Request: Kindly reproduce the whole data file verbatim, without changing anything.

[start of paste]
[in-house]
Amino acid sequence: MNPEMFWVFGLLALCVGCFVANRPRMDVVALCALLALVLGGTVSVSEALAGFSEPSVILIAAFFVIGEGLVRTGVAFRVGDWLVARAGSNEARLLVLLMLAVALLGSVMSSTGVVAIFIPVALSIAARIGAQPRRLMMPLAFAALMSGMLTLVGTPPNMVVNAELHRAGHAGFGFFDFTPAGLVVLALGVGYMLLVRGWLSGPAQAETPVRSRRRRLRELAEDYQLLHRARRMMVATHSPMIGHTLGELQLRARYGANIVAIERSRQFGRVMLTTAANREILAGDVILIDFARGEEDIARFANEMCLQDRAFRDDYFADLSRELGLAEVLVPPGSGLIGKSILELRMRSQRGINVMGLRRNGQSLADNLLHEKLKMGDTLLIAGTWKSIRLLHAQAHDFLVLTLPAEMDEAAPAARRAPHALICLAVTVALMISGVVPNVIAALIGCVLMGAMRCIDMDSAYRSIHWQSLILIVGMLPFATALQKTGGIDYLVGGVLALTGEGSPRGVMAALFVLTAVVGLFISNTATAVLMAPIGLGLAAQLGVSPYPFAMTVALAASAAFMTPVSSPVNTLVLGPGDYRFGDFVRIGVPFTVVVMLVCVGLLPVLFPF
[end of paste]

[in-house]
Amino acid sequence: MNPEMFWVFGLLALCVGCFVANRPRMDVVALCALLALVLGGTVSVSEALAGFSEPSVILIAAFFVIGEGLVRTGVAFRVGDWLVARAGSNEARLLVLLMLAVALLGSVMSSTGVVAIFIPVALSIAARIGAQPRRLMMPLAFAALMSGMLTLVGTPPNMVVNAELHRAGHAGFGFFDFTPAGLVVLALGVGYMLLVRGWLSGPAQAETPVRSRRRRLRELAEDYQLLHRARRMMVATHSPMIGHTLGELQLRARYGANIVAIERSRQFGRVMLTTAANREILAGDVILIDFARGEEDIARFANEMCLQDRAFRDDYFADLSRELGLAEVLVPPGSGLIGKSILELRMRSQRGINVMGLRRNGQSLADNLLHEKLKMGDTLLIAGTWKSIRLLHAQAHDFLVLTLPAEMDEAAPAARRAPHALICLAVTVALMISGVVPNVIAALIGCVLMGAMRCIDMDSAYRSIHWQSLILIVGMLPFATALQKTGGIDYLVGGVLALTGEGSPRGVMAALFVLTAVVGLFISNTATAVLMAPIGLGLAAQLGVSPYPFAMTVALAASAAFMTPVSSPVNTLVLGPGDYRFGDFVRIGVPFTVVVMLVCVGLLPVLFPF